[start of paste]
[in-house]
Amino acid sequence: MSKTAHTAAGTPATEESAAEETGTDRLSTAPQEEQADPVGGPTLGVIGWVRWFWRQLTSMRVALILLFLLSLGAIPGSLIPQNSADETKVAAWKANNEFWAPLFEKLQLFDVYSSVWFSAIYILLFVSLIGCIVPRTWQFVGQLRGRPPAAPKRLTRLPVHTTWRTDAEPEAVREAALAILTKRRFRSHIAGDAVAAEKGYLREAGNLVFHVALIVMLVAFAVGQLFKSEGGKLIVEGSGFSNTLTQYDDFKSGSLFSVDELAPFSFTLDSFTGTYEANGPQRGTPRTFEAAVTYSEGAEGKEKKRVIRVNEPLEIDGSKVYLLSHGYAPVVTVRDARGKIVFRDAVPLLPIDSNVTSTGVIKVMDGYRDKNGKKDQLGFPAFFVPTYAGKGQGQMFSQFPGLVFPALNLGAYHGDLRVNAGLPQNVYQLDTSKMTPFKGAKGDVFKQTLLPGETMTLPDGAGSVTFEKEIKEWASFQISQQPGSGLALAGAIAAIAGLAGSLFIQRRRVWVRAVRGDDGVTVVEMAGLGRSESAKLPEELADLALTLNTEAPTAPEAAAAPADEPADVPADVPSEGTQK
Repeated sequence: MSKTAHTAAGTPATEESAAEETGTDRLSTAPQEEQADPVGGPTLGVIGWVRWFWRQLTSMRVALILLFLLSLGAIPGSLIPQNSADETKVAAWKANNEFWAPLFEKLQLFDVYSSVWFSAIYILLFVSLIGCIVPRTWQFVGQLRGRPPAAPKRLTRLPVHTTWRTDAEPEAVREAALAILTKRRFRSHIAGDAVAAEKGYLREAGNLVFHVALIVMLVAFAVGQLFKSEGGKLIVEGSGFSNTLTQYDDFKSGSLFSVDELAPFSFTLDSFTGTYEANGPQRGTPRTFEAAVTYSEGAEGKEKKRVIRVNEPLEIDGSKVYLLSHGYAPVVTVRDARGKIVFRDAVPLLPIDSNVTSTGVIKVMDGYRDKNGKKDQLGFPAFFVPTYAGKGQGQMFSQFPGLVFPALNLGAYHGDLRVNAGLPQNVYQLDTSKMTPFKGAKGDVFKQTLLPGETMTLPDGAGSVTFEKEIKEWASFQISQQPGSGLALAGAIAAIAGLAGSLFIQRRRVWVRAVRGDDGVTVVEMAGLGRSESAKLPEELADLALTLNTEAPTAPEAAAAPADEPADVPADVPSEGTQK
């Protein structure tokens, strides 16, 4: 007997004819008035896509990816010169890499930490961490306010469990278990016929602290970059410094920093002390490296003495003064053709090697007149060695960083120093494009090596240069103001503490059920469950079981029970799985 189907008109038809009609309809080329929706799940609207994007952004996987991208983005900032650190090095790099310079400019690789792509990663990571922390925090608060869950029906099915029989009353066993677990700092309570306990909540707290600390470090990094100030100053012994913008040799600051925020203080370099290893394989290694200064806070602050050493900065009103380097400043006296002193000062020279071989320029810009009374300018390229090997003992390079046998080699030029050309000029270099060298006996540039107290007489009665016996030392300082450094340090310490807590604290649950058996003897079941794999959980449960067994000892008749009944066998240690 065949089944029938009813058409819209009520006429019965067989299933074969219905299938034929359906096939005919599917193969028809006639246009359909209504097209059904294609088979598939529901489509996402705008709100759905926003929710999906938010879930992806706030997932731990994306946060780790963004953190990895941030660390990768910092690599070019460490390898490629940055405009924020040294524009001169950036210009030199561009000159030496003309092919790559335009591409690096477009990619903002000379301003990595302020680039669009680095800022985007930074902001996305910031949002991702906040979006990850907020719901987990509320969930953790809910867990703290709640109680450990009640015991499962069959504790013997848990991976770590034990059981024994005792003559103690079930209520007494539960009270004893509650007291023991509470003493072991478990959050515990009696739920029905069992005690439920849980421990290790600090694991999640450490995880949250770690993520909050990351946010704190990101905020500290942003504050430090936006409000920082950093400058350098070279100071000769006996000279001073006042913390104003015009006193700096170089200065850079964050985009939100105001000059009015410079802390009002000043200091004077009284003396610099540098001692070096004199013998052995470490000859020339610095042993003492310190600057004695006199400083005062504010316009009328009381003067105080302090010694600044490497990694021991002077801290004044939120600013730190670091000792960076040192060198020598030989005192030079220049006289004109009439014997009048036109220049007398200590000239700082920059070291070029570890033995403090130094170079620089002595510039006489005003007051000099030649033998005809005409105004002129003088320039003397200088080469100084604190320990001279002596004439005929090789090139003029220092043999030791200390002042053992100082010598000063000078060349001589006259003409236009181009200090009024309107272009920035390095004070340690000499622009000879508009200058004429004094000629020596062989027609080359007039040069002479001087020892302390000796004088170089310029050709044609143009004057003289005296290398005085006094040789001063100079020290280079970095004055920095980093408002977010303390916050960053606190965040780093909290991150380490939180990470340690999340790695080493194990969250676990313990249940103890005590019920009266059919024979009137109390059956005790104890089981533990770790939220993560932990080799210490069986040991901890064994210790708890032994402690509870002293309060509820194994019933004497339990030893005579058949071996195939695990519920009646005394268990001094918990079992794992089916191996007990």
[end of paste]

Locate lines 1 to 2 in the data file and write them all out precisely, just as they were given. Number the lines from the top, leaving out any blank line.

[in-house]
Amino acid sequence: MSKTAHTAAGTPATEESAAEETGTDRLSTAPQEEQADPVGGPTLGVIGWVRWFWRQLTSMRVALILLFLLSLGAIPGSLIPQNSADETKVAAWKANNEFWAPLFEKLQLFDVYSSVWFSAIYILLFVSLIGCIVPRTWQFVGQLRGRPPAAPKRLTRLPVHTTWRTDAEPEAVREAALAILTKRRFRSHIAGDAVAAEKGYLREAGNLVFHVALIVMLVAFAVGQLFKSEGGKLIVEGSGFSNTLTQYDDFKSGSLFSVDELAPFSFTLDSFTGTYEANGPQRGTPRTFEAAVTYSEGAEGKEKKRVIRVNEPLEIDGSKVYLLSHGYAPVVTVRDARGKIVFRDAVPLLPIDSNVTSTGVIKVMDGYRDKNGKKDQLGFPAFFVPTYAGKGQGQMFSQFPGLVFPALNLGAYHGDLRVNAGLPQNVYQLDTSKMTPFKGAKGDVFKQTLLPGETMTLPDGAGSVTFEKEIKEWASFQISQQPGSGLALAGAIAAIAGLAGSLFIQRRRVWVRAVRGDDGVTVVEMAGLGRSESAKLPEELADLALTLNTEAPTAPEAAAAPADEPADVPADVPSEGTQK